Dec 29, 2023

How Aluminum Foil Became A Kitchen Staple

Since the 1940s, aluminum foil has been used to steam fish, protect pans, and store food (via Good Housekeeping). The shiny recyclable wrapping can tolerate high temperatures and can be easily tucked into corners of dishes, making baking treats like bread and bar cookies a relatively hassle-free experience (per Baking Bites). Though foil was initially intended for more industrial use — think lining for cigarette packets — aluminum foil is perfect for kitchen use: it doesn't smell or taste, can easily be shaped, and doesn't pick up excess oil or grease (via Spectator News).

Though France was the first to make foil from purified aluminum, the United States hopped onto the trend a decade later, and World War II pushed the need for aluminum packaging and containers (per Science of Aluminum Foil). But how did something that the Science of Aluminum Foil reports used to identify racing pigeons become a necessary object for the kitchen?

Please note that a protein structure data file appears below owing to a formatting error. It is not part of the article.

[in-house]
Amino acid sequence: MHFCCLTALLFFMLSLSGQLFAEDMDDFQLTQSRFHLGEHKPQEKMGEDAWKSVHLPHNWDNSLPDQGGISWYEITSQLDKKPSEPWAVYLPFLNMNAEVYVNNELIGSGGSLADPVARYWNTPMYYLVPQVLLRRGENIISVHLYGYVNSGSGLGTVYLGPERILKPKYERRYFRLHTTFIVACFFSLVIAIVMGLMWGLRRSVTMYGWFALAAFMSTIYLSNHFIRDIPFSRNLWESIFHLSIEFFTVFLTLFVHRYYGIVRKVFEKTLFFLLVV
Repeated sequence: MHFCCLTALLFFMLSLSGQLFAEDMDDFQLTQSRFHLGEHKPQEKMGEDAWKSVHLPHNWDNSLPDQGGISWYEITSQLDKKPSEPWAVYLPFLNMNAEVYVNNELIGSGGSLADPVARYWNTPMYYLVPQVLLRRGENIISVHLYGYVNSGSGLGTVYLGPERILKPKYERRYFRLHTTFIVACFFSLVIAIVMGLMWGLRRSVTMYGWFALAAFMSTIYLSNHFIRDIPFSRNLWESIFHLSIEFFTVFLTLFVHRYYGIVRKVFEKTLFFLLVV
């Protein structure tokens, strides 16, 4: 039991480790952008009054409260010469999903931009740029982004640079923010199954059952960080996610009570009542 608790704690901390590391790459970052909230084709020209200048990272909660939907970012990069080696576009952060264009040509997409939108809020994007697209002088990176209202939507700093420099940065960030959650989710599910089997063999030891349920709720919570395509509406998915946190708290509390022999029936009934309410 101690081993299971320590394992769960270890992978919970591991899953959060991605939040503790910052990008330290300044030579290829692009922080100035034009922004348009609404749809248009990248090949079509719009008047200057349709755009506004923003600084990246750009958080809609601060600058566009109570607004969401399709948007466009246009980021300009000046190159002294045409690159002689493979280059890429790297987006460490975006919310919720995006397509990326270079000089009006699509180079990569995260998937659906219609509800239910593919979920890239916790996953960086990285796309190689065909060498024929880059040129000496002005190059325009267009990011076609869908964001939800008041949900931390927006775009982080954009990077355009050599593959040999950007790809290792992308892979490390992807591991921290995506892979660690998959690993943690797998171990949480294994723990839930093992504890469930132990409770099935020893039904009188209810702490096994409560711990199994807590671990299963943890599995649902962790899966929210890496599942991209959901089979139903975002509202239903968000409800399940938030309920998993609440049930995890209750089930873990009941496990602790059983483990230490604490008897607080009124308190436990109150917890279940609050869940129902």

The European Aluminum Foil Association asserts the first aluminum plant was established in Switzerland, and by 1911, the Swiss company Tobler began wrapping chocolates in the foil. According to Reference Module in Food Science, though aluminum foil was commercially used in 1913 to wrap candies and chewing gum, it wasn't until the late 1920s that foil for household use was promoted. By 1926, the United States Foil Company, better known as the parent company of Reynolds Metals of Reynolds Wrap fame, was producing aluminum foil on a mass scale (via Taste of Home).

Many Eats describes the story of one industrious factory employee who, without a pan large enough to hold a Thanksgiving turkey, quickly grabbed aluminum foil, wrapped the bird, and became the instant hero of that year's holiday feast. Not long after, the convenient wrapping could be found in kitchens and restaurants around the world and remains an essential kitchen product to this day.